Supported by a long list of cited authorities from other jurisdictions the Arizona Court in holding a right to appeal is substantive but the manner in which the right may be exercised is procedural in State v. Birmingham, 96 Ariz, 109, 392 P.2d 775, 776, states: "Uniformly, the substantive law is that part of the law which creates, defines and regulates rights; whereas the adjective, remedial or procedural law is that which prescribes the method of enforcing the right or obtaining redress for its invasion. It is often said the adjective law pertains to and prescribes the practice, method, procedure or legal machinery by which the substantive law is enforced or made effective."
While the distinction between remedial procedures and impairment of vested rights is often difficult to draw we believe our prior holdings establish the pleading and proof of contributory negligence in a tort action relates to remedy and procedure.
After discussing and approving an instruction which stated plaintiff would not be entitled to recover unless he establish he was not guilty of any negligence which contributed to his injury, this court in Bullard v. Mulligan, 69 Iowa 416, 419, 29 N.W. 404, 405, states: "The rule expressed in the instructions has uniformly been held applicable in this state in cases of personal injury. *437 (Citations) And it is doubtless applicable in all cases of injury to property where at the time of the injury the property was under the personal control or management of the owner. It, however, is but a rule of practice." (Emphasis added.)
Bascom v. District Court, supra, 231 Iowa 360, 1 N.W.2d 220, recognizes and carefully considers the difference between statutes affecting substantial rights and those affecting only procedure.
Kingery v. Donnell, 222 Iowa 241, 268 N.W. 617, considers the question of substantive and procedural law and holds that burden of proof in and of itself is procedural but the question of whether contributory negligence need contribute in any way or in any degree or whether contributory negligence must be a proximate cause in order to bar the recovery, is a substantive matter. It was a tort action involving an automobile accident which happened in Missouri.
The Missouri law of contributory negligence required it be a proximate cause in order to bar a recovery. Such is one of the provisions of the statute now being considered by us.
Prior to the effective date of our statute, July 4, 1965, a claimant was required to plead and prove his freedom from negligence which contributed in any way or in any degree directly to the accident. Proof of proximate cause was not involved. Aitchison v. Reter, 245 Iowa 1005, 1011, 64 N.W.2d 923, 927; Brewer v. Johnson, 247 Iowa 483, 486, 72 N.W.2d 556, 558; Shover v. Iowa Lutheran Hospital, 252 Iowa 706, 715, 107 N.W.2d 85, 90.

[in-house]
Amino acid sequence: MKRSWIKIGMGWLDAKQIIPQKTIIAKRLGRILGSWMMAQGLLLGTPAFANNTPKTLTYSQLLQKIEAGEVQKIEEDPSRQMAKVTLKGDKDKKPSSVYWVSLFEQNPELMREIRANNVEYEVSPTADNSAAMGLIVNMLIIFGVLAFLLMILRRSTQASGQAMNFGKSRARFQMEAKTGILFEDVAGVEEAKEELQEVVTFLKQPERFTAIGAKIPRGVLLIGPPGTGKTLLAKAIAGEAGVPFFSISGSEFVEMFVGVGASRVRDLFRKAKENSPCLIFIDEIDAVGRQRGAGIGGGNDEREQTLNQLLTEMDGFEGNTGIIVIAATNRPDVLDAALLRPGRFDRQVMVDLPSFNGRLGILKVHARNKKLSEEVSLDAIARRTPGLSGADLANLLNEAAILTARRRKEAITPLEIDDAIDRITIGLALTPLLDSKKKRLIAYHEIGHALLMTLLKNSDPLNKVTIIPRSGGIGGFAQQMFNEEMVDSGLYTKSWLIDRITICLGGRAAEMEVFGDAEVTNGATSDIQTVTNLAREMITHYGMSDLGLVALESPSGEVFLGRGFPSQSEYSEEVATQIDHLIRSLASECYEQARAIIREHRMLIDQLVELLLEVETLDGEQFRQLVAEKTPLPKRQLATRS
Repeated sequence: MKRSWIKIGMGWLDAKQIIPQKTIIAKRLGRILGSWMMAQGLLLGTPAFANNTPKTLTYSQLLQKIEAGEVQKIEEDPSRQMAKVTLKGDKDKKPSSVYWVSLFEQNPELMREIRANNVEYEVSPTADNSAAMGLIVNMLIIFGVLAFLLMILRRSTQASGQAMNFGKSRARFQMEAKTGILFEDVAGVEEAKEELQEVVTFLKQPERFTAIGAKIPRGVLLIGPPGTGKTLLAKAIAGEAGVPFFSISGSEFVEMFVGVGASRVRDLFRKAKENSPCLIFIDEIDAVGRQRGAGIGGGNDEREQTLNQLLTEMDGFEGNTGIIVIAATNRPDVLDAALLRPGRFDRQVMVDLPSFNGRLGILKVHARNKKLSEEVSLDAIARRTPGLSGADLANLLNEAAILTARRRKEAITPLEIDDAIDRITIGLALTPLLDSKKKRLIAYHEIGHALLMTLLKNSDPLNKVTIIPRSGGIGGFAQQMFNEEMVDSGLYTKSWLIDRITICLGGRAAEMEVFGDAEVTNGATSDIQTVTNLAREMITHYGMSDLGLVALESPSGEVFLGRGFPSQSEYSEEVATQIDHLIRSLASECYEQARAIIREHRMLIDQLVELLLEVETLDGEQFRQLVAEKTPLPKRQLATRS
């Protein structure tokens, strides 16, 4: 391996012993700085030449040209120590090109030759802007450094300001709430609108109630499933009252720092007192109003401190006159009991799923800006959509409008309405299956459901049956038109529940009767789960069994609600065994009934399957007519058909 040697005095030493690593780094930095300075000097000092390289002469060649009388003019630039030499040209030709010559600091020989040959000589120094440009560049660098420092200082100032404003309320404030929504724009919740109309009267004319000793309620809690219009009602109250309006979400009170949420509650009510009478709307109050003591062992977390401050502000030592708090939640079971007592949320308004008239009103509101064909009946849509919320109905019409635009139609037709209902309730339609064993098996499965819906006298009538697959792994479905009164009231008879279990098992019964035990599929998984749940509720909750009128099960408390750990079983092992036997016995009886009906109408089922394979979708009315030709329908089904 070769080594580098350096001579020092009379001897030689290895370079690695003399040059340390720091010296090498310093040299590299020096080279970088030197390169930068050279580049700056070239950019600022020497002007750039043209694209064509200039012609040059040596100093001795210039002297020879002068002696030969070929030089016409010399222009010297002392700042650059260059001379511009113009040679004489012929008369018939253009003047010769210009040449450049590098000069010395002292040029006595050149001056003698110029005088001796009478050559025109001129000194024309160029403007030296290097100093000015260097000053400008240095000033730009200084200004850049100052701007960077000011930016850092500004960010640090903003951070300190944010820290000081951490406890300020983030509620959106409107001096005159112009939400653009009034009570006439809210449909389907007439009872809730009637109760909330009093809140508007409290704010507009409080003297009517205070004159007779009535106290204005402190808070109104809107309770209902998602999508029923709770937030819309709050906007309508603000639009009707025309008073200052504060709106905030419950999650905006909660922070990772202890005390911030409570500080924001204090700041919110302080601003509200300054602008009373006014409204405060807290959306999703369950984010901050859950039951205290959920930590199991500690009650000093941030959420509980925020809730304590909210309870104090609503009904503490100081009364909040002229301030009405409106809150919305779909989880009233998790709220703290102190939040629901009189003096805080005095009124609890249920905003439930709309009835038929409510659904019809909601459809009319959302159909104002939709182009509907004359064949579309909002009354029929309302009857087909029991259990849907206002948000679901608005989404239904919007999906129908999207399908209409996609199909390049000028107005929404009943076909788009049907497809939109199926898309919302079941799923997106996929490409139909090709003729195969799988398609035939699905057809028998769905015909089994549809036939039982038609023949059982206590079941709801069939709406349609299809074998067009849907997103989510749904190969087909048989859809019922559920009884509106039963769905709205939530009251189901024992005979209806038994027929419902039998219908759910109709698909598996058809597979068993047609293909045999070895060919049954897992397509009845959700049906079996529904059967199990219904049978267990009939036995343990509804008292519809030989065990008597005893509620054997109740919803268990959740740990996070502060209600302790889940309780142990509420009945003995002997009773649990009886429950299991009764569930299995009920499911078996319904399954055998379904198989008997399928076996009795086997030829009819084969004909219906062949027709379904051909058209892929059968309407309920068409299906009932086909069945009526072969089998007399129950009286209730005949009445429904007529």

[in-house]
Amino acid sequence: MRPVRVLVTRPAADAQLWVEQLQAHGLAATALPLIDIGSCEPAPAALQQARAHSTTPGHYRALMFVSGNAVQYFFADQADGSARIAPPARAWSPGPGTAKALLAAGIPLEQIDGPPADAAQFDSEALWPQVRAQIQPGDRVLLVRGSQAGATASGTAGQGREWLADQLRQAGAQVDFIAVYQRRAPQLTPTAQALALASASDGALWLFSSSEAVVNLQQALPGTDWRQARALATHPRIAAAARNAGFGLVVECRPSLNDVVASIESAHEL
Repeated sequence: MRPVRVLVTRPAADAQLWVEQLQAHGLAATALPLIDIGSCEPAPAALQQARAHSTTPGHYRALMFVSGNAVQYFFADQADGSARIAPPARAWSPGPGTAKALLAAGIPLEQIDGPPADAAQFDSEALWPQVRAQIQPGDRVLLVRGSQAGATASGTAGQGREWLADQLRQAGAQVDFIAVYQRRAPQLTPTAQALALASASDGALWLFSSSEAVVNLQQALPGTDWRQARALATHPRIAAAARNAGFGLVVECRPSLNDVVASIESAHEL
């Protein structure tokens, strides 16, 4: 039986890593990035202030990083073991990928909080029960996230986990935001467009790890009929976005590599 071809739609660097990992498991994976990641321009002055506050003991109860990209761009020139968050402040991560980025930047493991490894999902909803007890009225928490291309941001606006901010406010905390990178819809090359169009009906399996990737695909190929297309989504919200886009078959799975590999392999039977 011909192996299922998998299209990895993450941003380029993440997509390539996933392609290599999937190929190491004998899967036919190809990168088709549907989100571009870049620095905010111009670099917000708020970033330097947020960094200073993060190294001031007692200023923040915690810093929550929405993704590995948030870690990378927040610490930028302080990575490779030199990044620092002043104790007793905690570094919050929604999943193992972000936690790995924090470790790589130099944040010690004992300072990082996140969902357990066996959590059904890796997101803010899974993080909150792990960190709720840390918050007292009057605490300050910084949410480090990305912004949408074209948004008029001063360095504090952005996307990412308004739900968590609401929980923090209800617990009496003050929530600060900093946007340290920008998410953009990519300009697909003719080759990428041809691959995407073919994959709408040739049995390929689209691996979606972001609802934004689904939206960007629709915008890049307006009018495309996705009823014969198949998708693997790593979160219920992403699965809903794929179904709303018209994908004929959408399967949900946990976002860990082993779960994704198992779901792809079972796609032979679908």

In Kingery v. Donnell, supra, at pages 250, 251, 222 Iowa, pages 622, 623, 268 N. W., we say: "In the State of Missouri, contributory negligence is a matter of defense, while in Iowa, the plaintiff must allege and prove freedom from contributory negligence. In either event, its existence, once established, defeats recovery. As to the way and manner its existence shall be pleaded and proved, and the rules by which the acts, omissions or conduct of the plaintiff bearing on this issue is weighed in determining whether or not contributory negligence has been established is a matter of procedure pertaining to the remedy and is governed by the law of the forum. In other words, the issue as to whether or not under the facts, either actionable negligence on the part of the defendant, or contributory negligence on the part of the plaintiff, has been properly pleaded and proved, will be determined by the law of the forum; this being a matter pertaining to the remedy. But the standard or degree of care required, as well as its legal effect, when once established by the proof, on the rights or liabilities of the parties must be measured by the legal standard laid down by the law of the jurisdiction where the injury occurred. * * * Stated in another way, the manner of proving facts is a matter of evidence or of procedure, but the facts to be proved are not matters of procedure, but matters with which the procedure has to deal."
Defendant relies heavily on Freeby v. Incorporated Town of Sibley, 195 Iowa 200, 186 N.W. 685, 191 N.W. 867, which states the burden of proving contributory negligence affects a substantial right. It fails to distinguish between adjective and substantive law and to separate one from the other. It is contrary to our later opinion in Kingery v. Donnell, supra, and the modern definitions and holdings which recognize the distinction. In so far as it holds burden of proof is a substantive right Freeby v. Incorporated Town of Sibley, supra, is hereby expressly overruled as unsound.
III. We hold the new statute, now section 619.17, Code 1966, affects both remedial or procedural and substantive rights. As to burden of proof the statute is retroactive and, of course, prospective. As to the quantum of proof it is prospective only.
Stated otherwise, as to actions brought involving an accident which occurred prior to July 4, 1965, but trial commenced thereafter the burden is on defendant *438 to plead and prove plaintiff's negligence contributed in any way or any degree directly to the injury or damage. However, in actions brought involving accidents which occurred on or subsequent to July 4, 1965, the defendant, if he relies upon the negligence of plaintiff as a complete defense or bar to plaintiff's recovery, has the burden of pleading and proving negligence of plaintiff was a proximate cause of the injury or damage.
In the case at bar defendant, if he so desired, had the burden to plead and prove plaintiff was guilty of contributory negligence. The accident having happened before July 4, 1965, defendant, however, was only required to prove contributory negligence under the rule in effect prior to said date.
The trial court's ruling on defendant's motion for directed verdict was based on an erroneous construction of the statute. Plaintiff is entitled to a new trial.
All Justices concur.